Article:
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PAM ROYDS 1924 - 2016

Pam Royds on Grasmere , 1971 with Sally Christie, children’s author and daughter of Philippa Pearce. I was just twenty two when I fir...

About Me

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My blog is about writing and illustrating children's books which I have been doing since 1974. www.gillianmcclure.com has all my books. I also have another blog: www.paulcoltman.blogspot.com where I publish my father's poems.

Friday, 30 July 2010


Last year I did a school residency with artist John Wiltshire in a small fenland school, Wisbech St Mary. I'd gone with the school on an outing to the Stained Glass Museum in Ely and we'd found some interesting characters that were later to inspire a story set in the Fen Floods of 1947.  

John Wiltshire used the story in a huge stained glass window he did with the Wisbech St Mary pupils. Painted in acrylic on perspex it hangs in the school hall with the story beside it.

Here are some examples of the original paintings Year 4 pupils did for the story - Old Slodger the Ox  

the Sure Enough Duck 

and the Fen Tiger Fox. 

Wednesday, 21 July 2010


It's exciting helping pupils produce their own published book.  The Wishing Eel was done by Year 2 pupils at Fawcett Primary with sponsorship from Cambridge University Press.  In this project I worked with the children on the story alongside artist, John Wiltshire, who was teaching them watercolour technique during a term's residency at the school.

With The Tale of Cleo and Monty, I worked for just one day with the pupils of Class 4 at Burrough Green Primary on the illustrations of this story.  It had been written by a pupil after a day's workshop given by poet, Tony Mitten,  prior to my visit.  In the morning I encouraged the whole class to paint indoor and outdoor background scenes in watercolour and in the afternoon they did some very free and expressive character drawings of the cat and the mouse.  The day had started with a discussion about page design when I'd shown some of my own picture book artwork.  After my visit the teacher had to help Class 4 select and assemble their own images to fit the text.
    The book was a Business and Enterprise project in association with Linton Village College and Cambridge University Press.
In so many picture books today, the illustrations are executed by adults in a child like way. This page from The Tale of Cleo and Monty could easily be mistaken for one of them but  no - it's the real thing - genuine child art. 

Wednesday, 14 July 2010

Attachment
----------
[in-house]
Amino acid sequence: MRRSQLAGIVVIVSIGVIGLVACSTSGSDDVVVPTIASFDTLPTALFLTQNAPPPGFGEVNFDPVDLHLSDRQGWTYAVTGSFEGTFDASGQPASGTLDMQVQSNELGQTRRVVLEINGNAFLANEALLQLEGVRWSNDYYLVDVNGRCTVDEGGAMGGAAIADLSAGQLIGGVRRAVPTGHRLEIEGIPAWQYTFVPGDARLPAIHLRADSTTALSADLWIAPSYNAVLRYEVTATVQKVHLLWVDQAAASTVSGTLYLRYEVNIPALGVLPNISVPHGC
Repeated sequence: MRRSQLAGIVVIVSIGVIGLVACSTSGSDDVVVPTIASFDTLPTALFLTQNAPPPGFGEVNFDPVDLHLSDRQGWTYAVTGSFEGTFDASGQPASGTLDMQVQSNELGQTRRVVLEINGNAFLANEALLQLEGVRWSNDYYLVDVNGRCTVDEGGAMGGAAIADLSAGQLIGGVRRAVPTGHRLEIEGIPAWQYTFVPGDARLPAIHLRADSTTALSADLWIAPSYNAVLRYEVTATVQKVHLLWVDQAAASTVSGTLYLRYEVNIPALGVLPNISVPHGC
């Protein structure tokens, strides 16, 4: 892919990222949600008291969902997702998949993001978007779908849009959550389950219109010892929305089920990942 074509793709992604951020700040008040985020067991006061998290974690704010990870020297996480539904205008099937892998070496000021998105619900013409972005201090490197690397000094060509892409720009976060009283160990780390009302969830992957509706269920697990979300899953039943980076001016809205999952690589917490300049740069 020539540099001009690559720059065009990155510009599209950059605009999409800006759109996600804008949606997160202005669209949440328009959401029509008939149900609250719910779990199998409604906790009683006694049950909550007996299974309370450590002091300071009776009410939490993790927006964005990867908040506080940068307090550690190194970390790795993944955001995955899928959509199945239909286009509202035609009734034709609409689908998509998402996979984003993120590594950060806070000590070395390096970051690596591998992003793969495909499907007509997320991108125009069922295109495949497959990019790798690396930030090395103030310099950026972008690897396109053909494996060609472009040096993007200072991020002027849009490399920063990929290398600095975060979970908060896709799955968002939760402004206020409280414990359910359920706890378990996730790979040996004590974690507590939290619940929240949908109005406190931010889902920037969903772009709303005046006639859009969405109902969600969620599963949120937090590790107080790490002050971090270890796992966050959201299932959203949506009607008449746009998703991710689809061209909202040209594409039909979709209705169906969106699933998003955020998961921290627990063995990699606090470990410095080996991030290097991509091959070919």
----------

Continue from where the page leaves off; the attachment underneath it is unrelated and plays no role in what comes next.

Yesterday I had two meetings with my business mentor at UK Trade and Investment, East of England, Chris Kubicki. In the first I was given a lot of sound advice about the business side of Plaister Press which is now a limited company. It was followed by a group meeting with fellow writers and illustrators who have all benefitted from UK Trade and Investment funding and business mentoring. We had a piece in the Cambridge News last week about how this has had a beneficial effect on the overseas co-editions of our books.   

It was great to share news and swap books with friends in the group. I will be giving these two to my grandsons: When Daddy's Truck Picks Me Up written by Jana Novotny Hunter and illustrated by Carol Thompson and Come to Me my Chickadee! written and illustrated by Carol Thompson.

Wednesday, 7 July 2010


I like to use a rigger - a long flexible brush - when I paint the branches of trees. I can suggest the swaying of the twigs better with this brush. The tree here, from The Tiger and the Persimmon in The Land of the Dragon King , is done in a traditional Korean style.
In another of my Korean stories, Clever Rabbit, the tree I painted is influenced more by the anthropomorphic trees of Arthur Rackham which I loved a child.

I did it like this, with a face and hands because, in the story, the pine tree is a character and talks to the man and the tiger.

The story I'm currently working on is inspired by trees I climbed when I was a child.  Trees have always held a fascination for me- they stand so still, yet have so much life in them. I love the bark patterns where the branches meet the trunk - like elephant skin. It took a long time to really understand holes - that branches once grew from them - and to see how the bark patterns work around them.

In this illustration the tree is more of a presence than a character so I wanted only the suggestion of an expression - you have to look hard to see the tree's features.